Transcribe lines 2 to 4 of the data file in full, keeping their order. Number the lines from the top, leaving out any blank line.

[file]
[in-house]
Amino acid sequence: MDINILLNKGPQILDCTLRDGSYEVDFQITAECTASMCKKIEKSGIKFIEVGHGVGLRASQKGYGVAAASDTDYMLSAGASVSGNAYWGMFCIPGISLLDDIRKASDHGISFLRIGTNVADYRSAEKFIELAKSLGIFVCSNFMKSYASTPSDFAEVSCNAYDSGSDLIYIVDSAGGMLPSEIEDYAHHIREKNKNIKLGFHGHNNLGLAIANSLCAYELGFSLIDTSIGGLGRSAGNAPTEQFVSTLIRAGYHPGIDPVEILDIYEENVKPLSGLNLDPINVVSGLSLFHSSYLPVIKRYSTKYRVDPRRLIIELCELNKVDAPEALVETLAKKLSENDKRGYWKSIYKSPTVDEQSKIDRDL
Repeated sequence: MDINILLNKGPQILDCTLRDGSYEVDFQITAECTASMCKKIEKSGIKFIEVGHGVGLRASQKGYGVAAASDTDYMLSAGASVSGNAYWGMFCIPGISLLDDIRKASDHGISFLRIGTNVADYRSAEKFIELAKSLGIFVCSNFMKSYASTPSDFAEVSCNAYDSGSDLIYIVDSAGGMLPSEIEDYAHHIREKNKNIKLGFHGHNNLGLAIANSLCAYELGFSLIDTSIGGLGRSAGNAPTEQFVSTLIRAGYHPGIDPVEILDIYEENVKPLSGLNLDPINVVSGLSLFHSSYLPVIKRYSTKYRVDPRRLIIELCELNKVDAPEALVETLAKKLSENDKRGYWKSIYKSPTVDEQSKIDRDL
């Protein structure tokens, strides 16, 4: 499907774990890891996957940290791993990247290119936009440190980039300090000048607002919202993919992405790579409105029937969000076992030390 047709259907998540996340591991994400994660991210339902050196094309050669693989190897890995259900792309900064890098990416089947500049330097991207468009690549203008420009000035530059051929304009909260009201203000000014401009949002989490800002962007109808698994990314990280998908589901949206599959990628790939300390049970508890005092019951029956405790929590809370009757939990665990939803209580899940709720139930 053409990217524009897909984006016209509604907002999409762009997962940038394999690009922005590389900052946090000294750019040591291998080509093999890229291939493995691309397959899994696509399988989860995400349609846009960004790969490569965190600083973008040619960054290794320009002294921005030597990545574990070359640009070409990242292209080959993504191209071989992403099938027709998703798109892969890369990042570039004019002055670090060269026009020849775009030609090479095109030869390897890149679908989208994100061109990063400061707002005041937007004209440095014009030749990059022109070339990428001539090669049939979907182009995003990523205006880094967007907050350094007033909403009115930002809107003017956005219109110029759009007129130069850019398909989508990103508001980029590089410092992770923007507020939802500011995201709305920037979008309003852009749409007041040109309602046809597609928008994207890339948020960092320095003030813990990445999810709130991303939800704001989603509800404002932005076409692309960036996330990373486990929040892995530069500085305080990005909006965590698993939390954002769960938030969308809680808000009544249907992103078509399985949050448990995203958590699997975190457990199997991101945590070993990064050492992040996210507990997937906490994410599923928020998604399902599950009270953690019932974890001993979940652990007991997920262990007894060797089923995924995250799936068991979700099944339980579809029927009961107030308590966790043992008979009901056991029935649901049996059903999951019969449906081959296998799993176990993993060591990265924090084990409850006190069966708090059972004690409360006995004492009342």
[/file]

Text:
Amino acid sequence: MDINILLNKGPQILDCTLRDGSYEVDFQITAECTASMCKKIEKSGIKFIEVGHGVGLRASQKGYGVAAASDTDYMLSAGASVSGNAYWGMFCIPGISLLDDIRKASDHGISFLRIGTNVADYRSAEKFIELAKSLGIFVCSNFMKSYASTPSDFAEVSCNAYDSGSDLIYIVDSAGGMLPSEIEDYAHHIREKNKNIKLGFHGHNNLGLAIANSLCAYELGFSLIDTSIGGLGRSAGNAPTEQFVSTLIRAGYHPGIDPVEILDIYEENVKPLSGLNLDPINVVSGLSLFHSSYLPVIKRYSTKYRVDPRRLIIELCELNKVDAPEALVETLAKKLSENDKRGYWKSIYKSPTVDEQSKIDRDL
Repeated sequence: MDINILLNKGPQILDCTLRDGSYEVDFQITAECTASMCKKIEKSGIKFIEVGHGVGLRASQKGYGVAAASDTDYMLSAGASVSGNAYWGMFCIPGISLLDDIRKASDHGISFLRIGTNVADYRSAEKFIELAKSLGIFVCSNFMKSYASTPSDFAEVSCNAYDSGSDLIYIVDSAGGMLPSEIEDYAHHIREKNKNIKLGFHGHNNLGLAIANSLCAYELGFSLIDTSIGGLGRSAGNAPTEQFVSTLIRAGYHPGIDPVEILDIYEENVKPLSGLNLDPINVVSGLSLFHSSYLPVIKRYSTKYRVDPRRLIIELCELNKVDAPEALVETLAKKLSENDKRGYWKSIYKSPTVDEQSKIDRDL
């Protein structure tokens, strides 16, 4: 499907774990890891996957940290791993990247290119936009440190980039300090000048607002919202993919992405790579409105029937969000076992030390 047709259907998540996340591991994400994660991210339902050196094309050669693989190897890995259900792309900064890098990416089947500049330097991207468009690549203008420009000035530059051929304009909260009201203000000014401009949002989490800002962007109808698994990314990280998908589901949206599959990628790939300390049970508890005092019951029956405790929590809370009757939990665990939803209580899940709720139930 053409990217524009897909984006016209509604907002999409762009997962940038394999690009922005590389900052946090000294750019040591291998080509093999890229291939493995691309397959899994696509399988989860995400349609846009960004790969490569965190600083973008040619960054290794320009002294921005030597990545574990070359640009070409990242292209080959993504191209071989992403099938027709998703798109892969890369990042570039004019002055670090060269026009020849775009030609090479095109030869390897890149679908989208994100061109990063400061707002005041937007004209440095014009030749990059022109070339990428001539090669049939979907182009995003990523205006880094967007907050350094007033909403009115930002809107003017956005219109110029759009007129130069850019398909989508990103508001980029590089410092992770923007507020939802500011995201709305920037979008309003852009749409007041040109309602046809597609928008994207890339948020960092320095003030813990990445999810709130991303939800704001989603509800404002932005076409692309960036996330990373486990929040892995530069500085305080990005909006965590698993939390954002769960938030969308809680808000009544249907992103078509399985949050448990995203958590699997975190457990199997991101945590070993990064050492992040996210507990997937906490994410599923928020998604399902599950009270953690019932974890001993979940652990007991997920262990007894060797089923995924995250799936068991979700099944339980579809029927009961107030308590966790043992008979009901056991029935649901049996059903999951019969449906081959296998799993176990993993060591990265924090084990409850006190069966708090059972004690409360006995004492009342």